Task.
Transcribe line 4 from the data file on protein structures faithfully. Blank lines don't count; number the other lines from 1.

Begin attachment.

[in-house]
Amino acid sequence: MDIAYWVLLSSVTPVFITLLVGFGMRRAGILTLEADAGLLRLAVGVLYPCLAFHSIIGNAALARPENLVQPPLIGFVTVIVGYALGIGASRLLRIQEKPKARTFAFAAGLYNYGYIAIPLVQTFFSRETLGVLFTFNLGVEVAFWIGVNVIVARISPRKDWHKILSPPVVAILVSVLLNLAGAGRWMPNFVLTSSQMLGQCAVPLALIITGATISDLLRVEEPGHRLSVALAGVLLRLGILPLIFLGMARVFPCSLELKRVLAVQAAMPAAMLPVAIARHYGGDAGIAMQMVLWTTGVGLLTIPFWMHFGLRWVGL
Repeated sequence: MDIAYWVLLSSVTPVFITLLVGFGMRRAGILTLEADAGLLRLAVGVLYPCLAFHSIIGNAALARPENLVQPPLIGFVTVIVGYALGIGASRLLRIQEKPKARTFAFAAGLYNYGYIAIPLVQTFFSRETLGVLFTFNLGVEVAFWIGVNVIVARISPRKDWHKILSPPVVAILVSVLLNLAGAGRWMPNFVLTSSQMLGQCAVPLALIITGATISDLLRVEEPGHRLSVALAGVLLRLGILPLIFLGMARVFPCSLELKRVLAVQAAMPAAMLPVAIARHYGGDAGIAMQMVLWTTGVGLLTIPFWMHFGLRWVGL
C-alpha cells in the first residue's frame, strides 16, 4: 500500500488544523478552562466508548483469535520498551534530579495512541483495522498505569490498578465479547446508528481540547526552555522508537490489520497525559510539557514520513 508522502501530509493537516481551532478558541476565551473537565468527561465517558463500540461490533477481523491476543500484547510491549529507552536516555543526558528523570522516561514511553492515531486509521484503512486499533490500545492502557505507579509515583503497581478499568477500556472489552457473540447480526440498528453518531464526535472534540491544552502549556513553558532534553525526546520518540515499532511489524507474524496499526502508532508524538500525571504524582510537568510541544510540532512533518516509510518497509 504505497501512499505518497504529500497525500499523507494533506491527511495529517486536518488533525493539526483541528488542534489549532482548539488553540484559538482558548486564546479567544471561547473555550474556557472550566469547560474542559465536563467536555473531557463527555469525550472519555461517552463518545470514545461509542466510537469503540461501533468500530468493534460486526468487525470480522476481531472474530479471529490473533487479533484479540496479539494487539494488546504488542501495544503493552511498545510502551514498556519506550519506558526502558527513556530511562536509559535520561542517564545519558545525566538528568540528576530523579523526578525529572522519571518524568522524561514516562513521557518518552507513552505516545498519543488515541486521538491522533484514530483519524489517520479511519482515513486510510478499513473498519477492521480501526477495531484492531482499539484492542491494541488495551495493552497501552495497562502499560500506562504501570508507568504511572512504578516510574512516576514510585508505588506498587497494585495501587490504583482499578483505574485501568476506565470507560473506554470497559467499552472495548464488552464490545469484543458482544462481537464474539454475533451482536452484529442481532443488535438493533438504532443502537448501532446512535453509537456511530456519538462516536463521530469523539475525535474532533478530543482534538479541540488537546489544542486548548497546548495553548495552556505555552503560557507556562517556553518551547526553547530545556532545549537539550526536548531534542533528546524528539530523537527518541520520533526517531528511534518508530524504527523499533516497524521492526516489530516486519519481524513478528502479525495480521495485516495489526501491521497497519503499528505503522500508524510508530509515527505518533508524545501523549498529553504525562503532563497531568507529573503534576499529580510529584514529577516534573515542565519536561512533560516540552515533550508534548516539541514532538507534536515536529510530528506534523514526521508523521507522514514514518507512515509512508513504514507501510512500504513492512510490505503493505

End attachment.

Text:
C-alpha cells in the first residue's frame, strides 16, 4: 500500500488544523478552562466508548483469535520498551534530579495512541483495522498505569490498578465479547446508528481540547526552555522508537490489520497525559510539557514520513 508522502501530509493537516481551532478558541476565551473537565468527561465517558463500540461490533477481523491476543500484547510491549529507552536516555543526558528523570522516561514511553492515531486509521484503512486499533490500545492502557505507579509515583503497581478499568477500556472489552457473540447480526440498528453518531464526535472534540491544552502549556513553558532534553525526546520518540515499532511489524507474524496499526502508532508524538500525571504524582510537568510541544510540532512533518516509510518497509 504505497501512499505518497504529500497525500499523507494533506491527511495529517486536518488533525493539526483541528488542534489549532482548539488553540484559538482558548486564546479567544471561547473555550474556557472550566469547560474542559465536563467536555473531557463527555469525550472519555461517552463518545470514545461509542466510537469503540461501533468500530468493534460486526468487525470480522476481531472474530479471529490473533487479533484479540496479539494487539494488546504488542501495544503493552511498545510502551514498556519506550519506558526502558527513556530511562536509559535520561542517564545519558545525566538528568540528576530523579523526578525529572522519571518524568522524561514516562513521557518518552507513552505516545498519543488515541486521538491522533484514530483519524489517520479511519482515513486510510478499513473498519477492521480501526477495531484492531482499539484492542491494541488495551495493552497501552495497562502499560500506562504501570508507568504511572512504578516510574512516576514510585508505588506498587497494585495501587490504583482499578483505574485501568476506565470507560473506554470497559467499552472495548464488552464490545469484543458482544462481537464474539454475533451482536452484529442481532443488535438493533438504532443502537448501532446512535453509537456511530456519538462516536463521530469523539475525535474532533478530543482534538479541540488537546489544542486548548497546548495553548495552556505555552503560557507556562517556553518551547526553547530545556532545549537539550526536548531534542533528546524528539530523537527518541520520533526517531528511534518508530524504527523499533516497524521492526516489530516486519519481524513478528502479525495480521495485516495489526501491521497497519503499528505503522500508524510508530509515527505518533508524545501523549498529553504525562503532563497531568507529573503534576499529580510529584514529577516534573515542565519536561512533560516540552515533550508534548516539541514532538507534536515536529510530528506534523514526521508523521507522514514514518507512515509512508513504514507501510512500504513492512510490505503493505